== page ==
Guest post from David Edmonds, Life Coach and life saver of his wife when she had a sudden cardiac arrest at home
In today’s world, it is clear that stress can have an enormous negative impact on people. It ultimately robs us of our ability to operate effectively and to enjoy life fully. When coaching clients ask about stress, I often share the following ways to begin to interrupt the natural progression of stress. Here are a few to think about.
Give yourself room.
It is helpful to remember that it is completely natural to experience stress from time to time. When this happens, allow yourself time and space to experience just how you are being impacted. A natural response to serious events, or numerous events that require your attention at the same time, is to sometimes become numb, distracted or angry. This takes away our ability deal with the situation in an effective way. It helps to create a distinction between what stress is and what causes it. Stress is not based upon outside sources, but rather how we perceive a circumstance and then react to it.
Observe your reaction.
The key here is to react appropriately to “what’s really happening” rather than “overreacting.” How does one know if he or she is overreacting? You can begin by making a distinction between “what’s actually happening” versus “what you think about what’s happening.” This will open up unseen possibilities as to how to handle the crisis. As you start to action your stress will begin to disappear.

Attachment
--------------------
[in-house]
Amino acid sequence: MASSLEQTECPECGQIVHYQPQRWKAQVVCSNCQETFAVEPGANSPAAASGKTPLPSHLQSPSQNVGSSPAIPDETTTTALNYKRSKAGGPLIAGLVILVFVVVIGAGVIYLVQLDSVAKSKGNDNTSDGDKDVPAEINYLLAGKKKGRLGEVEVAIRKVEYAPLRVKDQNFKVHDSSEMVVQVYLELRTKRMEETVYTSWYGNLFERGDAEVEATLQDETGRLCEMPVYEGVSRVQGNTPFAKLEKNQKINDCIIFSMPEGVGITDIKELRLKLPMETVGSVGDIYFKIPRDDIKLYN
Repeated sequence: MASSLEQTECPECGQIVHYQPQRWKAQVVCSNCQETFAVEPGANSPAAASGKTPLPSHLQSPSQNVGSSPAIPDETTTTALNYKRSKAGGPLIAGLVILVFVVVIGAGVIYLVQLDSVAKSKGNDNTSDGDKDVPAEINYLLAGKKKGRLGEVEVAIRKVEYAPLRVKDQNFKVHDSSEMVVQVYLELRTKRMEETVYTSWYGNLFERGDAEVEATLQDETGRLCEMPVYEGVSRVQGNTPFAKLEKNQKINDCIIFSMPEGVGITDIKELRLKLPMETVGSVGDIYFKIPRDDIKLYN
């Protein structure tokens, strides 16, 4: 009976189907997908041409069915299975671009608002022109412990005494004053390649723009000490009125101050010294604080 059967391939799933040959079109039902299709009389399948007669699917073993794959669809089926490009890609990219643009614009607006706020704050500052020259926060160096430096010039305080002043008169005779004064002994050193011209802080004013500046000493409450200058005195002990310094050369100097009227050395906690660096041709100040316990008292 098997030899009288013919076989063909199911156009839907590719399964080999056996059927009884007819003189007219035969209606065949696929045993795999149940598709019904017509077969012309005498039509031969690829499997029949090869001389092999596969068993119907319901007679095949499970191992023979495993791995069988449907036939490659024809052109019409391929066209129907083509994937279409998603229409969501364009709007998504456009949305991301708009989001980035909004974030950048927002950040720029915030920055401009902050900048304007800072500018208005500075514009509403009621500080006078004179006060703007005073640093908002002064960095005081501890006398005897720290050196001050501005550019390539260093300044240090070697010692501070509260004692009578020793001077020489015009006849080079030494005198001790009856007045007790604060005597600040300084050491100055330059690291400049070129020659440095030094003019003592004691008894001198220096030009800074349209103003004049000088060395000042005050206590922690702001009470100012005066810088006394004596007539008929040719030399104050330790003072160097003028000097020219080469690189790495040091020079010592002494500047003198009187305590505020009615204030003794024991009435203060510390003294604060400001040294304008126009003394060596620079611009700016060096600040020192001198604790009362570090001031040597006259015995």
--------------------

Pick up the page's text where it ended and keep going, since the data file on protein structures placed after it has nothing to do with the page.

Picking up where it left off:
Another thing that I have noticed is that most people experience stress when they are feeling like something is out of their control. There are many demands and expectations that are placed on each of us, from others and from ourselves, and we often fall into the trap of mistaking these expectations as the way things “should” or “must” go. To deal with stress that results when our expectations go unfulfilled, I invite you to try letting yourself be 100% present to a situation, to watch the events unfold rather than trying to force those events to conform exactly to your expectations. For example, even if we know better, we “expect” people to do exactly what they say they will do by the time at which they say they will do it. Therefore, when people fall short of doing what they said, our unfulfilled expectations leave us upset and stressed. We may even blame them for our feeling so upset. This over reaction then leaves us stuck in the middle of how things “should have gone” vs. “how things went”. This robs us of the power to deal with what needs to be accomplished with the available resources at hand.
Ultimately, when people experience stress, they are simply reacting to life not working out the way they want or expect. Becoming aware of what is really happening, separating what happened from our interpretation about what is happening, allows us to discover that much of what we considered already determined, given or fixed, may in fact not be. Situations that may have been challenging or stressful can become more fluid and open to change. This can create new levels of ease and enjoyment. You may actually surprise yourself and find areas in your life where you have said good-bye to stress!
You can see more of David’s work at the Certus Coaching website